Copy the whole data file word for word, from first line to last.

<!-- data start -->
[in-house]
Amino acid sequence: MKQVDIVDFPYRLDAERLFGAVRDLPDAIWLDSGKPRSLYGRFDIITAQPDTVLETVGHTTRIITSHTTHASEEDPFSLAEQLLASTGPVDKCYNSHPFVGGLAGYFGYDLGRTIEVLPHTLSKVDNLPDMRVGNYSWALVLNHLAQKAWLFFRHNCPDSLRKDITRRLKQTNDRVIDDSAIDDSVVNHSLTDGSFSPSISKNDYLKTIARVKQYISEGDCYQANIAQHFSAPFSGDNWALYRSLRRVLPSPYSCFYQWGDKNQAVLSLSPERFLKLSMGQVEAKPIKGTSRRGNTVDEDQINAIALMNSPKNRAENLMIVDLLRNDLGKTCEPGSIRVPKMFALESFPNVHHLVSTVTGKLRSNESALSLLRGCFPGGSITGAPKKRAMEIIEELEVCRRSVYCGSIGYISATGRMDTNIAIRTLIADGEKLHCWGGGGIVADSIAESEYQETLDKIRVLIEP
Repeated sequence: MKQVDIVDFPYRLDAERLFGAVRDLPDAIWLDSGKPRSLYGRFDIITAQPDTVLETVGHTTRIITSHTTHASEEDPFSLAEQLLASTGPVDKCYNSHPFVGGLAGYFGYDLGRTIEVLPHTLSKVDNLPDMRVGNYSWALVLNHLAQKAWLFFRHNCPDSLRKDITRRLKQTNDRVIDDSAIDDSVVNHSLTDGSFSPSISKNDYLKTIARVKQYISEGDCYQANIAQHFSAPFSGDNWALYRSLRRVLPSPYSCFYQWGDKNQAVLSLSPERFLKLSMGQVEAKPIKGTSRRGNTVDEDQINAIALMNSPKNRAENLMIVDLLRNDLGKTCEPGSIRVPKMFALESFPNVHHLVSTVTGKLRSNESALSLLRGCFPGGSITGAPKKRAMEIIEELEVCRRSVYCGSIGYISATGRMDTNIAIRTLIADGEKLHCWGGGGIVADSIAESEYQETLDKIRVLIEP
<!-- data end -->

[in-house]
Amino acid sequence: MKQVDIVDFPYRLDAERLFGAVRDLPDAIWLDSGKPRSLYGRFDIITAQPDTVLETVGHTTRIITSHTTHASEEDPFSLAEQLLASTGPVDKCYNSHPFVGGLAGYFGYDLGRTIEVLPHTLSKVDNLPDMRVGNYSWALVLNHLAQKAWLFFRHNCPDSLRKDITRRLKQTNDRVIDDSAIDDSVVNHSLTDGSFSPSISKNDYLKTIARVKQYISEGDCYQANIAQHFSAPFSGDNWALYRSLRRVLPSPYSCFYQWGDKNQAVLSLSPERFLKLSMGQVEAKPIKGTSRRGNTVDEDQINAIALMNSPKNRAENLMIVDLLRNDLGKTCEPGSIRVPKMFALESFPNVHHLVSTVTGKLRSNESALSLLRGCFPGGSITGAPKKRAMEIIEELEVCRRSVYCGSIGYISATGRMDTNIAIRTLIADGEKLHCWGGGGIVADSIAESEYQETLDKIRVLIEP
Repeated sequence: MKQVDIVDFPYRLDAERLFGAVRDLPDAIWLDSGKPRSLYGRFDIITAQPDTVLETVGHTTRIITSHTTHASEEDPFSLAEQLLASTGPVDKCYNSHPFVGGLAGYFGYDLGRTIEVLPHTLSKVDNLPDMRVGNYSWALVLNHLAQKAWLFFRHNCPDSLRKDITRRLKQTNDRVIDDSAIDDSVVNHSLTDGSFSPSISKNDYLKTIARVKQYISEGDCYQANIAQHFSAPFSGDNWALYRSLRRVLPSPYSCFYQWGDKNQAVLSLSPERFLKLSMGQVEAKPIKGTSRRGNTVDEDQINAIALMNSPKNRAENLMIVDLLRNDLGKTCEPGSIRVPKMFALESFPNVHHLVSTVTGKLRSNESALSLLRGCFPGGSITGAPKKRAMEIIEELEVCRRSVYCGSIGYISATGRMDTNIAIRTLIADGEKLHCWGGGGIVADSIAESEYQETLDKIRVLIEP